Psst — wanna know a secret health tip? Don’t keep secrets. They’re bad for you, scientists found.
A new study at Columbia University found that bottling up secrets can lead to a lower sense of well-being.
Researchers combed through 10 studies and analyzed 13,000 secrets, spanning topics such as romantic desire, finances and sexual behavior.
“Secrets exert a gravitational pull on our attention,” Malia Mason, co-author of the study and associate professor of management at Columbia Business School, wrote in a press release. “It’s the cyclical revisiting of our mistakes that explains the harmful effects that secrets can have on our well-being.”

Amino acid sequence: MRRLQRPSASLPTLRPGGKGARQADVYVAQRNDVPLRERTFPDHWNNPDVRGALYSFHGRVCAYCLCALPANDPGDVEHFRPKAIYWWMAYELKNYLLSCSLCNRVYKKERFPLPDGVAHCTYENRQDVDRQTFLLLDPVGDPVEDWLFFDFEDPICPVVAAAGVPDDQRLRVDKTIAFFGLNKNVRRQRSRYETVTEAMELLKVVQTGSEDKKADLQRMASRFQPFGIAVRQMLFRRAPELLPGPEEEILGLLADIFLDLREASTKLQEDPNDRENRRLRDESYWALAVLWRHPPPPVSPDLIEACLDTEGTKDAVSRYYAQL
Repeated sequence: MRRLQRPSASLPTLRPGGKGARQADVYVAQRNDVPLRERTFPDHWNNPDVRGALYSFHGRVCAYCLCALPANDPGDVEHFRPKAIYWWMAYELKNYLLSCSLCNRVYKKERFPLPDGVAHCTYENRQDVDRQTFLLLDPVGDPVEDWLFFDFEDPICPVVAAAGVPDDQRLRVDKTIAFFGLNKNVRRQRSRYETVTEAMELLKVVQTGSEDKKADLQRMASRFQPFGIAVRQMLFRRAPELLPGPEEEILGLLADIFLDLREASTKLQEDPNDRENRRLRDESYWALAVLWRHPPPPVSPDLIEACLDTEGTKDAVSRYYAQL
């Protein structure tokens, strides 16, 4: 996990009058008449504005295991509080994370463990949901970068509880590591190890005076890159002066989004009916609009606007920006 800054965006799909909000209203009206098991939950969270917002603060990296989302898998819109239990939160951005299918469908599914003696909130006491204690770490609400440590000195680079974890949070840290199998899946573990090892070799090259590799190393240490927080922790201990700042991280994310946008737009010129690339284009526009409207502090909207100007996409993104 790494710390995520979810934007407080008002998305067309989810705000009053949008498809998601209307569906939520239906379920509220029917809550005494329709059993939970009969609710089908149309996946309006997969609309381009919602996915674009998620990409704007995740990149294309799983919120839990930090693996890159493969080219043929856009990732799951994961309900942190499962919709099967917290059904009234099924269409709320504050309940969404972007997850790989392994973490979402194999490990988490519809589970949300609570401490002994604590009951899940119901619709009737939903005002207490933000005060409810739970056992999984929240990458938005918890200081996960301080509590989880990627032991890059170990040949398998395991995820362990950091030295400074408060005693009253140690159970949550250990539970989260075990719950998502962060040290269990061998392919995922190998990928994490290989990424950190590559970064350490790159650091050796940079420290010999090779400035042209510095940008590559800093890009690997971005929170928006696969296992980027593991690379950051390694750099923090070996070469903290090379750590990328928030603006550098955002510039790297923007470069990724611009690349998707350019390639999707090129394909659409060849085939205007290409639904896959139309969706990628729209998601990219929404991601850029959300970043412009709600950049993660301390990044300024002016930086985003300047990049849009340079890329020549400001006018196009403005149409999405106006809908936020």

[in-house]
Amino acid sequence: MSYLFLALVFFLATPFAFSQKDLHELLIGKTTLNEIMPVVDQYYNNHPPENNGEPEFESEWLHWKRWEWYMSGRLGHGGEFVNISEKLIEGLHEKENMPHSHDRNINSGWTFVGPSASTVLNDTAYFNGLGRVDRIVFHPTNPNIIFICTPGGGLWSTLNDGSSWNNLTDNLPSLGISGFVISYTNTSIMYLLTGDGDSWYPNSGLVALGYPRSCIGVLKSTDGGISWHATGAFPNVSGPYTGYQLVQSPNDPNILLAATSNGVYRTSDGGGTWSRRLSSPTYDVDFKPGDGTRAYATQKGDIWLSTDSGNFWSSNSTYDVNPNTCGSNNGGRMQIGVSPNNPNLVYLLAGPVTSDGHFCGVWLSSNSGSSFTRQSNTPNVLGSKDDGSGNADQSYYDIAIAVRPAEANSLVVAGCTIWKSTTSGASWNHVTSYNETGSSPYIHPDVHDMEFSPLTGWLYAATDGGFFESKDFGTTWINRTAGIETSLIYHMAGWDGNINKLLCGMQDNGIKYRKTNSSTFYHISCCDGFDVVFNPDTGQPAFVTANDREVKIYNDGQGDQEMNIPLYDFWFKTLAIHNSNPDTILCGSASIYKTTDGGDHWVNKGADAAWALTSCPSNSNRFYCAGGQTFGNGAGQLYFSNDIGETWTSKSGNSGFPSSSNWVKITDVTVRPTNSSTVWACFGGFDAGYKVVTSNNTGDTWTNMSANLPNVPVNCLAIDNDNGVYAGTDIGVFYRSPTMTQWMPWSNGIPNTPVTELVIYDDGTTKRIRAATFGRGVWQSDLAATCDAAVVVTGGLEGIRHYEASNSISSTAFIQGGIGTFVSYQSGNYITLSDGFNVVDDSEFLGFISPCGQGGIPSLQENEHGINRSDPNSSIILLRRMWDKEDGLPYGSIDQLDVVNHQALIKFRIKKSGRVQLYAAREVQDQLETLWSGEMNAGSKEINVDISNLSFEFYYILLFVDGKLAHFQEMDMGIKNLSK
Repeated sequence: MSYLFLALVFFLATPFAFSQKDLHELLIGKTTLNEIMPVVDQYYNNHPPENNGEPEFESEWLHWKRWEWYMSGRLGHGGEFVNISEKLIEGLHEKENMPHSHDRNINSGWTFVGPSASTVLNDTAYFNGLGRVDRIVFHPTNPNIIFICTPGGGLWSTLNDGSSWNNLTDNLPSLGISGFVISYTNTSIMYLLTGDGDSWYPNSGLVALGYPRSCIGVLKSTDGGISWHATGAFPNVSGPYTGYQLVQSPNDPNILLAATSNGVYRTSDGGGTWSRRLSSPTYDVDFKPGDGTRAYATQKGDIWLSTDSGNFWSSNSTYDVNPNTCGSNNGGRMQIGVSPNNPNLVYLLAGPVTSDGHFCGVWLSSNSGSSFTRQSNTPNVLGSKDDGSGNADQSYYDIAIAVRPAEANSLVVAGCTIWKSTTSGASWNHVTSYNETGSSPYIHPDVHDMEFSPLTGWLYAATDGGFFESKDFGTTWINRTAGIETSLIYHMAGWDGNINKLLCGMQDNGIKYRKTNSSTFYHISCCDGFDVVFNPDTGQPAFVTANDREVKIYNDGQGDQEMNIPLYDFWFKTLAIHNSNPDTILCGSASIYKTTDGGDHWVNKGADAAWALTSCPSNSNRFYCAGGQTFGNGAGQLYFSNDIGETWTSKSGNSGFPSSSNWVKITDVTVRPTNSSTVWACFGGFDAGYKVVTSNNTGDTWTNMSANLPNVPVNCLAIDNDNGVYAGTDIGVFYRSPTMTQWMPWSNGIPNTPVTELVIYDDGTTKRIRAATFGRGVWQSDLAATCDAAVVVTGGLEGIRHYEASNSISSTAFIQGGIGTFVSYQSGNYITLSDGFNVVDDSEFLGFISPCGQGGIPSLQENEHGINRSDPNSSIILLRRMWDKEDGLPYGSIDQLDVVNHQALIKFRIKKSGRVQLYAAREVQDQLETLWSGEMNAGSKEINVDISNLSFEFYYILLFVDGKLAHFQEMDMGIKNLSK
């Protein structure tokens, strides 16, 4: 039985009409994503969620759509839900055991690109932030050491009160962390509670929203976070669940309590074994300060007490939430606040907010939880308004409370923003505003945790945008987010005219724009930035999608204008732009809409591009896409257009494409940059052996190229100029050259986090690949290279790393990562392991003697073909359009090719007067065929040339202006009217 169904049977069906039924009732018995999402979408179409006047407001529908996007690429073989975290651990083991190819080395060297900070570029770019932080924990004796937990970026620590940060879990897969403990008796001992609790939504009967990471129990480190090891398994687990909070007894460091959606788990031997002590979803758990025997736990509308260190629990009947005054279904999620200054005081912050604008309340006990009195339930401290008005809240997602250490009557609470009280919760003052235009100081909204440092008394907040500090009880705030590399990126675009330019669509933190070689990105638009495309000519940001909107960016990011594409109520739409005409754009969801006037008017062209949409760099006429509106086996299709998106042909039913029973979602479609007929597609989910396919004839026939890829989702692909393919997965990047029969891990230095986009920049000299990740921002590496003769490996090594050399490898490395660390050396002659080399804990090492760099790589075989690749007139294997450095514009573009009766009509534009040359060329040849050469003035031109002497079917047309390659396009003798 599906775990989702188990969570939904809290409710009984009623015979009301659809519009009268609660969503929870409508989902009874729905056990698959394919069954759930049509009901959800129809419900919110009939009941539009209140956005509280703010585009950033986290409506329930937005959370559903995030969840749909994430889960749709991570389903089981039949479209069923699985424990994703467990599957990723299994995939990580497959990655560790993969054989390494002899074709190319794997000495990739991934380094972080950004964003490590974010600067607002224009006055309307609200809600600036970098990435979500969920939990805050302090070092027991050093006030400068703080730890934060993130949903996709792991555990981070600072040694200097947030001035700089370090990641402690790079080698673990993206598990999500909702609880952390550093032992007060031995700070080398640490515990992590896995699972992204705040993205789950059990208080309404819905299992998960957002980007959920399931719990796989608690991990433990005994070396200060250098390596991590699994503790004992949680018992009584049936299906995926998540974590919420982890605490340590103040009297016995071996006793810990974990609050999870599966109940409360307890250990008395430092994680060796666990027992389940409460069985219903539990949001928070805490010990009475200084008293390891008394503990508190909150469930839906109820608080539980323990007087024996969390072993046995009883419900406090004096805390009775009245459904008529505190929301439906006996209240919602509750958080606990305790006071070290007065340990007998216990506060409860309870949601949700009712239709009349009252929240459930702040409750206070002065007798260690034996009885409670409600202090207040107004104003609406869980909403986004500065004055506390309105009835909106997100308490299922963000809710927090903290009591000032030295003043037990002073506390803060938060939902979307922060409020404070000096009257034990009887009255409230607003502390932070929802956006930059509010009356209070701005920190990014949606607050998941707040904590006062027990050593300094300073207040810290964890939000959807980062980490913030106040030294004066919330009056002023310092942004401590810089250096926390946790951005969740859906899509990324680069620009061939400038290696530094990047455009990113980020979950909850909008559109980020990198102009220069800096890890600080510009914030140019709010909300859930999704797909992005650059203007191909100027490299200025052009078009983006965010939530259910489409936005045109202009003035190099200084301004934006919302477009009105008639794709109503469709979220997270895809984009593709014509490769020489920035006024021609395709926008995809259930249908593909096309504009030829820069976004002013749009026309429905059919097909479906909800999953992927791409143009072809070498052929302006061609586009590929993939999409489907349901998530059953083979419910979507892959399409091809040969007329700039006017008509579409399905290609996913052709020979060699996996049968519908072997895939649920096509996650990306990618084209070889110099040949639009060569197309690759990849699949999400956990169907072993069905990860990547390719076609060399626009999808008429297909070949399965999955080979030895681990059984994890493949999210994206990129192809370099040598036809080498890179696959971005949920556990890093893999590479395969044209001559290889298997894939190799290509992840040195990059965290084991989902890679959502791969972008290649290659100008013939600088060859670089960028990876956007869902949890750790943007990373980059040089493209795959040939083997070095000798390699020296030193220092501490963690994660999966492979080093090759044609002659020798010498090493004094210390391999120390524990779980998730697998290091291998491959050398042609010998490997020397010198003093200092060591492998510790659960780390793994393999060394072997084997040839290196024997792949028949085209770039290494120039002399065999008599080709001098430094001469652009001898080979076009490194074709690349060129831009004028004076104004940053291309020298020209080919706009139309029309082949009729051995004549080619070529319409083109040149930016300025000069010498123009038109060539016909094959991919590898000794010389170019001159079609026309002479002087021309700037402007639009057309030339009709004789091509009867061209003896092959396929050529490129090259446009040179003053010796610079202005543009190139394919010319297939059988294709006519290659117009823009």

Scientists also found that keeping things hush-hush could make a dent on your productivity.
“Keeping secrets can also shift a person’s focus from the task at hand to their secrets, which clearly can have a detrimental effect on task performanc,” Manson said.